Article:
Translation:Do you speak Italian, French, Spanish or German?
Also known as serial commas. If you have three or more items, it's the comma you use before "and".
Mirepoix is onions, carrots, and celery.
But I don't want your drama, if you really wanna, leave out that Oxford comma!
Does Esperanto make any intonational distinguishing between 'do you speak A or B (ie. do you speak one of these, or something else?)' and 'do you speak A or B (ie. which of these do you speak?)'
In English I guess they'd be set apart by stress, so in the first sentence 'speak' would be the primary focus, whereas in the second, 'A' would be more prominent, but I'm curious as to whether Esperanto has any similar features
No, there are absolutely no rules about stress in Esperanto. So yes, this can be an ambiguous question.
He or she is asking if there's a particular way to indicate the difference between an inclusive or and an exclusive or
Yes, ^^this, basically =) I'm assuming there's some sort of intonational difference (eg. upward inflection at the end like most Germanic languages) but I'm not sure. The speaker here seems to use a falling tone - is that typical for interrogative phrases?
According to my experience, there is no real difference being made. So the falling tone on the last word is either particular to the speaker who made the recording, or just particular to this phrase here. Actually Esperanto doesn't have any particular rules on intonation.
That's a logical conclusion. But for some reason also multiple-choice question in Esperanto are used with ĉu, e.g.: "Ĉu vi volas trinki teon aŭ kafon?", or "Ĉu via infano estos knabo aŭ knabino?" - it can be understood as a truncation of "Ĉu vi volas trinki teon aŭ ĉu vi volas trinki kafon?". So indeed you can answer that first question with "Teon!", "Kafon!", or simply with "Jes!" ;)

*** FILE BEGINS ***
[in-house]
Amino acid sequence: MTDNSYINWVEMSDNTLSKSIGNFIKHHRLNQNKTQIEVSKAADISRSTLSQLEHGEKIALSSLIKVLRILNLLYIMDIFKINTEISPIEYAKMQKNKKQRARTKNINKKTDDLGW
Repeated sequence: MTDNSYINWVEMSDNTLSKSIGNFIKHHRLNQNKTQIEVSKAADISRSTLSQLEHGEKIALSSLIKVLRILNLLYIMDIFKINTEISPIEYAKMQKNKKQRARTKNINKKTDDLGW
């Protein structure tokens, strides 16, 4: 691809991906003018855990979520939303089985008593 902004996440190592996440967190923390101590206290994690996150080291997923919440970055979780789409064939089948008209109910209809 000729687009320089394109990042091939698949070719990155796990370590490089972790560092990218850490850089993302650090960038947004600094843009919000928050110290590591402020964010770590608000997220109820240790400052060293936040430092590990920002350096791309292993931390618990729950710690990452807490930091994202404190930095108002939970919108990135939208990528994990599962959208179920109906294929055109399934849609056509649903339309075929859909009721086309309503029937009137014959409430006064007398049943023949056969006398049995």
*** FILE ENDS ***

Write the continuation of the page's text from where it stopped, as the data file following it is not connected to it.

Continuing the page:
How does esperanto differentiate between "do you speak" and "are you speaking"?
It doesn't. Usually. It's just Ĉu vi parolas...
If you really have to stretch that it's an ongoing speaking act, you can say Ĉu vi estas parolanta..., but hardly anyone ever uses that.
You need the article, because it's a short form of «la itala lingvo» ("the Italian language").
I wrote down the exact answer without a question mark, previously none of the questions punish you for not inputting symbols,what gives?
Punctuation is completely ignored by Duolingo. So there must've been another reason.
Please correct me if I am wrong. According to my limited knowledge ofEsperanto, 'Cxu' makes a question a 'yes-no type', right? If that is the case, is 'au' an English equivalent of inclusive 'or'?
"Cxu" can mark a yes-no question or a multiple-choice question. As far as I know, "au" works exactly like the English "or".
neni- is the negative correlative prefix (none)
-u is the individual correlative suffix (you, one, a thing)
Kiu is is who/which. iu is some, neniu is none. All the questions have quantitative answers all using the same base grammatical objects.
I can't help but not pronounce the H in Hispanan due to learning Spanish, and my English tongue says "Jermanan" instead lol
Mi parolas la francan, la anglan kaj la iomete german, la islandan kaj la esperantan :D
What do they mean here? Do you speak one of these, which one do you speak, or others? Does it expect you to speak one of these?